Avi Rubin is a professor of Computer Science at Johns Hopkins University who is famous for bringing to light vulnerabilities in Diebold Election Systems’s Accuvote electronic voting machines.
(read about his book about the experience: Brave new ballot; The battle to safeguard democracy in the age of electronic voting)
Avi has expressed his support for HR811.
I support Holt’s bill. I know that many activists, including several who have contacted me today, are opposed to this bill because it does not entirely ban DREs. However, at the moment, I believe that we need this bill to pass. It would outlaw the voting systems used in places like Maryland and Georgia and, I believe, 13 other states that have entirely paperless voting.
What’s sorely lacking right now are paper trails and mandatory audits. Holt provides these. I do hold out hope that some day we will be able to utilize the added benefits of end to end cryptographic systems. But right now, the Holt bill is the best measure I can foresee to have a realistic chance of eliminating the paperless DREs that I may have to vote on next November 4th.
Following is point of view that I have come to adopt, from Woody Smith:
“Here is the Number One Law, the Paramount Law, the Single Most Important Law, the Prime Directive, if you will:
Where elections are concerned, if there is a way to cheat, no matter how well concealed it may be, a cheater will find the way.
Corollary: The higher the stakes, the quicker and more certainly the way to cheat will be found.
THERE IS NO WAY — absolutely no POSSIBLE way — to design a machine that cannot be rigged. This is true whether the machine is mechanical or electronic, or whether or not it is designed with the best of intentions. Our voting vendors, most notably Diebold, have never demonstrated that they have the best of intentions.
Elections without paper ballots cannot provide a permanent record that can be observed to verify the results. People who vote by machine — with or without a paper record — cannot know with confidence that their ballot was recorded as they intended. A “paper receipt” is absolutely no guarantee unless it is the actual instrument of voting — the ballot itself. A machine can tabulate a vote any way it is programmed to count it irrespective of how the voter voted, and produce a “receipt” that says anything the programmer of the machine wants it to say. The “receipt” can faithfully display how the voter cast his or her votes, while the machine tabulates the vote completely differently out of sight, out of mind.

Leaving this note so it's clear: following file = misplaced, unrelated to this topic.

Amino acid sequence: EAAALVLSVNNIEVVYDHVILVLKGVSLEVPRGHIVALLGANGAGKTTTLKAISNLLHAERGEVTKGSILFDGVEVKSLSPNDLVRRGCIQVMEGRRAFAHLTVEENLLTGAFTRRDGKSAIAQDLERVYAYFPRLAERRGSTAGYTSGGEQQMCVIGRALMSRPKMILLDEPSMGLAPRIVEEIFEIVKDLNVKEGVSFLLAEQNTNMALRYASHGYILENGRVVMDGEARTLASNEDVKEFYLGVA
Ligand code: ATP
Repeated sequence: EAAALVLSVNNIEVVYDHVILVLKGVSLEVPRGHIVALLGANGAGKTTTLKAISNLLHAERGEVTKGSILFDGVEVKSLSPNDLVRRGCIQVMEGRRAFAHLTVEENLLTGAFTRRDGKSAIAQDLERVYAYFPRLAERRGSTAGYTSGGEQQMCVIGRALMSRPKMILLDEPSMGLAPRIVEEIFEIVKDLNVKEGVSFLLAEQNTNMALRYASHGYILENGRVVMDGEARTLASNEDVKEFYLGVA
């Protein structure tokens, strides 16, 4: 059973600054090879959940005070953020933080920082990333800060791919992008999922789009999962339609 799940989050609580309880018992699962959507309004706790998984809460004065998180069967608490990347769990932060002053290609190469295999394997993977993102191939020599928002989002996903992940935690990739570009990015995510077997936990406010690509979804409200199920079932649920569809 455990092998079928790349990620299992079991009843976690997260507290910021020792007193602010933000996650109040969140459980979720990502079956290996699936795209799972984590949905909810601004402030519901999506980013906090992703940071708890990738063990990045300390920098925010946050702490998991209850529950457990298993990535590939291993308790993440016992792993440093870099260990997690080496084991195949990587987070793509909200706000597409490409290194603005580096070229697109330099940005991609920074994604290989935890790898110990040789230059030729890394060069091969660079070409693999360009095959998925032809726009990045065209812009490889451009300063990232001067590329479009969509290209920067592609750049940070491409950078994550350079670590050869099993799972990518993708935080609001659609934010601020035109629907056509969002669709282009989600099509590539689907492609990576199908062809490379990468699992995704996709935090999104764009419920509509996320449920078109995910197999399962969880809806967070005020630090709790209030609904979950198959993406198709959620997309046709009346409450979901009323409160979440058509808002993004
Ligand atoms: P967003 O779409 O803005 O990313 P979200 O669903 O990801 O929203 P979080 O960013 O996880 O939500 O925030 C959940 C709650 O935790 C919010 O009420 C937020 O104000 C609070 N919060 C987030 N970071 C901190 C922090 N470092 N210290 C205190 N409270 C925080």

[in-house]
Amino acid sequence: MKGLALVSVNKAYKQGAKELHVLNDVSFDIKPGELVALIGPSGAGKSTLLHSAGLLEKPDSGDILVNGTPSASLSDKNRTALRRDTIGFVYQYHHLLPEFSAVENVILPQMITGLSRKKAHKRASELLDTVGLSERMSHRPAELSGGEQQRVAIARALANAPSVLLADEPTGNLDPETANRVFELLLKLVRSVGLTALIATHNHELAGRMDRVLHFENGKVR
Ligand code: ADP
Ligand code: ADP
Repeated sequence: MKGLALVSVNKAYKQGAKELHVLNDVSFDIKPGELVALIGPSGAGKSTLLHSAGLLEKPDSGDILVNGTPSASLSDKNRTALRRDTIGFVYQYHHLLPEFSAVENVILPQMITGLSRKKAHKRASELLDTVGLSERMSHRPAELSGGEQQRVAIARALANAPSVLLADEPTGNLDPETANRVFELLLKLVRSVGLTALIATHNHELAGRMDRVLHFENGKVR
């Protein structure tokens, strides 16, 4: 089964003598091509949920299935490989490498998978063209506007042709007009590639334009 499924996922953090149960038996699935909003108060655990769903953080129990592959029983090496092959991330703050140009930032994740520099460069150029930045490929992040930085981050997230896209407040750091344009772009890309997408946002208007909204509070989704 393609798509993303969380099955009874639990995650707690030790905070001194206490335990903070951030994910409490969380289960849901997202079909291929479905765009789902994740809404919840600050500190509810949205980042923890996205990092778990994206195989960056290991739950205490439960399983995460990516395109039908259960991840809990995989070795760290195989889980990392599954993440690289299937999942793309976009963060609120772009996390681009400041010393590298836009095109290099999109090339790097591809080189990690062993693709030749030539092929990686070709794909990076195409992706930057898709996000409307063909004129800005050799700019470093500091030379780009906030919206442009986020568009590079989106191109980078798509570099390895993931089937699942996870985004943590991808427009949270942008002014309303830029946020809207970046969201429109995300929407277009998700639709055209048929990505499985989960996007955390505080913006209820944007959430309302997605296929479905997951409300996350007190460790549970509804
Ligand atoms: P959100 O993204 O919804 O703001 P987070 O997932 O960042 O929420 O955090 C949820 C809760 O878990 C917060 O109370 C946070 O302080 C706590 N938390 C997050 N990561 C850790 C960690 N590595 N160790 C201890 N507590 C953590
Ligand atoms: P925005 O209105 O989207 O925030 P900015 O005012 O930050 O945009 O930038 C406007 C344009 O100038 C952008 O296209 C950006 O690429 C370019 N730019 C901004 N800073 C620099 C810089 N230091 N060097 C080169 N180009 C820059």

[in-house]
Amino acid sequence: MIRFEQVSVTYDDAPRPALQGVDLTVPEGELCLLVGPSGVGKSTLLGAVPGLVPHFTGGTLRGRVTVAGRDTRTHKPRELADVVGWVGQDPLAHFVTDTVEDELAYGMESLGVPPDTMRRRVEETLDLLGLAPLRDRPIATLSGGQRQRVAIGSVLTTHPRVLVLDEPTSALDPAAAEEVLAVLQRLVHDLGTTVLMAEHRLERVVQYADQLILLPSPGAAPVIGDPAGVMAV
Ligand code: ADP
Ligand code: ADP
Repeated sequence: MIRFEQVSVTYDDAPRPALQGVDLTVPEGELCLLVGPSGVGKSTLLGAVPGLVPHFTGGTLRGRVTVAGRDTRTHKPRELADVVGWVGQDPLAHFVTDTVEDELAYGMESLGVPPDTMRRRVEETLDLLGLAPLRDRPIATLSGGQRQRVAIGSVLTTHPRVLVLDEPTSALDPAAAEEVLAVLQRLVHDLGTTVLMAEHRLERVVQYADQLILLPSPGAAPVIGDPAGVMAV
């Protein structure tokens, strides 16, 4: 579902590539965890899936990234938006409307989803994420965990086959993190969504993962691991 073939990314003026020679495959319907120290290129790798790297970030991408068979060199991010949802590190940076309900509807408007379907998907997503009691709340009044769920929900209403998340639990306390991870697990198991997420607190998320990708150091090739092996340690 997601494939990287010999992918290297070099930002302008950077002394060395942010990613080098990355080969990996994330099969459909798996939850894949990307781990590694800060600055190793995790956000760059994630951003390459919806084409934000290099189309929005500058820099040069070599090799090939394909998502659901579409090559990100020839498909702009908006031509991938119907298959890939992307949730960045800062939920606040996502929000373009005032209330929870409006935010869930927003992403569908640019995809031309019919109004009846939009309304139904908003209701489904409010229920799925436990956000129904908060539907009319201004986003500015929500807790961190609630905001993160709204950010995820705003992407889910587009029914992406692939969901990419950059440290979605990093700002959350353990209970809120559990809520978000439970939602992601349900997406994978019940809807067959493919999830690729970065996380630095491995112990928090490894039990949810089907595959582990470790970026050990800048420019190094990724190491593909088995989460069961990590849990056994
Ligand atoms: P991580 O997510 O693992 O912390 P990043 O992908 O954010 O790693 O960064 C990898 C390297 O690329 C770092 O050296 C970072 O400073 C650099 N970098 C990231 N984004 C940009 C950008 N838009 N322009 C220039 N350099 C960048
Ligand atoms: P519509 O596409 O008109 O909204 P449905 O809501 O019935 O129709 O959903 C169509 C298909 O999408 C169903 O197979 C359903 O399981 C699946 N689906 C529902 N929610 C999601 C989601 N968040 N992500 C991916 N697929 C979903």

We hear much talk of “provisional ballots,” as for people without photo IDs. How about “provisional counts,” provided by machines, if indeed they perform any useful function at all, but with all machine counts regarded as UNOFFICIAL, with the official tally only being obtained by a more painstaking, but more reliable, manual effort before bipartisan witnesses, and only regarded as official with the provisional and manual counts agree. When they do NOT agree, further manual counts will be required until an EXTREMELY high degree of confidence in the results is obtained.
Those who have stolen three of our last four elections have a very real reason to continue their ways, and fight to maintain in our system the vulnerabilities that they have been so successful in exploiting. I personally would prefer that they did not.
“Receipts” are WORSE than useless. They are a recipe for such tried and true types of fraud as vote buying and voter intimidation.
For the disabled, for whose needs so many people now feign such unctuous concern, ballot marking devices could be devised, but their privacy will be compromised by any conceivable system anyhow. How do they read their “receipt?” Until that blessed day arrives when we can restore sight to the blind, their lives are doomed to encounter areas of compromise that, though regrettable, are nonetheless unavoidable. The sighted among us really ought to try to help rather than, as the proponents of DREs are doing, pander to and attempt to exploit their disabilities.”